Definitions Vs Reality



The fact that we find ‘sustainability’ difficult to define (and many academics spend a lot of time trying to do so) makes no difference whatsoever to the real-life issues that the term has come to represent.   

This point was made very clearly at an international conference Sustainability and Heritage: How Can the Past Contribute to a Sustainable Future? held at the University of Highlands and Islands in Orkney 29 – 31 May 2012. At this conference John Mussington, a marine biologist and inhabitant of the low-lying Caribbean island of Barbuda (which is increasingly ravaged by the effects of climate change), stated:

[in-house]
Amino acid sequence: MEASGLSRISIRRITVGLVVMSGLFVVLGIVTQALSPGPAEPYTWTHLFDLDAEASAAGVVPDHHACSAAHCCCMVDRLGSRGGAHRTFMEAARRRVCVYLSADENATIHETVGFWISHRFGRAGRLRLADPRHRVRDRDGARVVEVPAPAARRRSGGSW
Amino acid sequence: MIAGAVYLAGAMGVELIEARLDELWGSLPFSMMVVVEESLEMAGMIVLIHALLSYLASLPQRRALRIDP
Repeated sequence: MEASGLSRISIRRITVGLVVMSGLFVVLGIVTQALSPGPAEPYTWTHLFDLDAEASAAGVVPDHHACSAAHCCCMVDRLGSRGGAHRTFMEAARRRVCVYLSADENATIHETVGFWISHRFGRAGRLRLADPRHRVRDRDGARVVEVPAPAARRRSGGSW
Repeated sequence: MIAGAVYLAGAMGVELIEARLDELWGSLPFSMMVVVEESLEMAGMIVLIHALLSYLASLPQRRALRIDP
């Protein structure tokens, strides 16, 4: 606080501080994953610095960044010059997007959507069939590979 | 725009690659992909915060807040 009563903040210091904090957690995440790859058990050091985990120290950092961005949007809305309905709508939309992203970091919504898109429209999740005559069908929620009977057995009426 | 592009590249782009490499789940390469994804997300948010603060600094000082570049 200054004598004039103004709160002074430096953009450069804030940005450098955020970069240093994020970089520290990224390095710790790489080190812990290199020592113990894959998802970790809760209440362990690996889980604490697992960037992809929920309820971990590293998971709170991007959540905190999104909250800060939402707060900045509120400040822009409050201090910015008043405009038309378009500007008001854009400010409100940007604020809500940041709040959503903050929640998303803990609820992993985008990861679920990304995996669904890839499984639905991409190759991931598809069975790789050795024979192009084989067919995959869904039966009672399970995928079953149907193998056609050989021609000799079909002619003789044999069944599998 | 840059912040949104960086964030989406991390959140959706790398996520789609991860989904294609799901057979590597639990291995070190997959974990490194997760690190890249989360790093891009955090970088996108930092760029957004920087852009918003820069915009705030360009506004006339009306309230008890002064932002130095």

“For us, sustainability is not an academic discussion but a matter of life and death”

It is important to realise that whilst we in northern Europe and other parts of the Western world have benefitted from the exploitation of global resources, we are, as yet, are largely unaffected by the consequences of our actions – these are currently being felt most keenly by communities in other parts of the world, such as Barbuda.

As campaigner George Monbiot wrote in The Guardian weekly, (10 February 2000): ‘Every time someone in the West switches on a kettle, he or she is helping to flood Bangladesh’.